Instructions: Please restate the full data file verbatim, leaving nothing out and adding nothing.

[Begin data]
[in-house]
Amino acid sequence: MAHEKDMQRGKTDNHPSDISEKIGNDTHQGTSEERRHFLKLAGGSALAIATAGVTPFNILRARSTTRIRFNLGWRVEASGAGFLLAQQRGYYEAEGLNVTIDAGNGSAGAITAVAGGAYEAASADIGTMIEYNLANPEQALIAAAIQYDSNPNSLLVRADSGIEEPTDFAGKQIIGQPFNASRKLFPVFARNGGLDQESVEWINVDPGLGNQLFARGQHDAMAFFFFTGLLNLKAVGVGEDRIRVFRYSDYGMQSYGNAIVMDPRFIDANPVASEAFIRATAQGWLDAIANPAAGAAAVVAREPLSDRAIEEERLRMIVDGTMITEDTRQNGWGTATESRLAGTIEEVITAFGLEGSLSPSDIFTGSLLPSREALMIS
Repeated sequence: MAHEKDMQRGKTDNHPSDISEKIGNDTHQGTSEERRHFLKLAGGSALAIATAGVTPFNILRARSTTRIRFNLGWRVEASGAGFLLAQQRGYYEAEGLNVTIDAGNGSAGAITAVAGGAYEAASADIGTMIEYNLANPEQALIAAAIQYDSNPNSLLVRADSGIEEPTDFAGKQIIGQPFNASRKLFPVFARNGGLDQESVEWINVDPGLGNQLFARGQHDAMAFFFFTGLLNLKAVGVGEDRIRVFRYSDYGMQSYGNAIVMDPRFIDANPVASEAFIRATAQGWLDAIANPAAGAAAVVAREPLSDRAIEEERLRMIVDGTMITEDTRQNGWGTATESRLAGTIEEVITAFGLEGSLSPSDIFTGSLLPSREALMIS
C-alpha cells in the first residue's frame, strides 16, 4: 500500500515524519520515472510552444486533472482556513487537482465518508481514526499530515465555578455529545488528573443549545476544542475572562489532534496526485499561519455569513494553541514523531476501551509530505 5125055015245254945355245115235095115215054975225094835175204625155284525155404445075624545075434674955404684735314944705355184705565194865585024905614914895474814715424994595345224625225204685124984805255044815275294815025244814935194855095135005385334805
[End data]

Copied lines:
[in-house]
Amino acid sequence: MAHEKDMQRGKTDNHPSDISEKIGNDTHQGTSEERRHFLKLAGGSALAIATAGVTPFNILRARSTTRIRFNLGWRVEASGAGFLLAQQRGYYEAEGLNVTIDAGNGSAGAITAVAGGAYEAASADIGTMIEYNLANPEQALIAAAIQYDSNPNSLLVRADSGIEEPTDFAGKQIIGQPFNASRKLFPVFARNGGLDQESVEWINVDPGLGNQLFARGQHDAMAFFFFTGLLNLKAVGVGEDRIRVFRYSDYGMQSYGNAIVMDPRFIDANPVASEAFIRATAQGWLDAIANPAAGAAAVVAREPLSDRAIEEERLRMIVDGTMITEDTRQNGWGTATESRLAGTIEEVITAFGLEGSLSPSDIFTGSLLPSREALMIS
Repeated sequence: MAHEKDMQRGKTDNHPSDISEKIGNDTHQGTSEERRHFLKLAGGSALAIATAGVTPFNILRARSTTRIRFNLGWRVEASGAGFLLAQQRGYYEAEGLNVTIDAGNGSAGAITAVAGGAYEAASADIGTMIEYNLANPEQALIAAAIQYDSNPNSLLVRADSGIEEPTDFAGKQIIGQPFNASRKLFPVFARNGGLDQESVEWINVDPGLGNQLFARGQHDAMAFFFFTGLLNLKAVGVGEDRIRVFRYSDYGMQSYGNAIVMDPRFIDANPVASEAFIRATAQGWLDAIANPAAGAAAVVAREPLSDRAIEEERLRMIVDGTMITEDTRQNGWGTATESRLAGTIEEVITAFGLEGSLSPSDIFTGSLLPSREALMIS
C-alpha cells in the first residue's frame, strides 16, 4: 500500500515524519520515472510552444486533472482556513487537482465518508481514526499530515465555578455529545488528573443549545476544542475572562489532534496526485499561519455569513494553541514523531476501551509530505 5125055015245254945355245115235095115215054975225094835175204625155284525155404445075624545075434674955404684735314944705355184705565194865585024905614914895474814715424994595345224625225204685124984805255044815275294815025244814935194855095135005385334805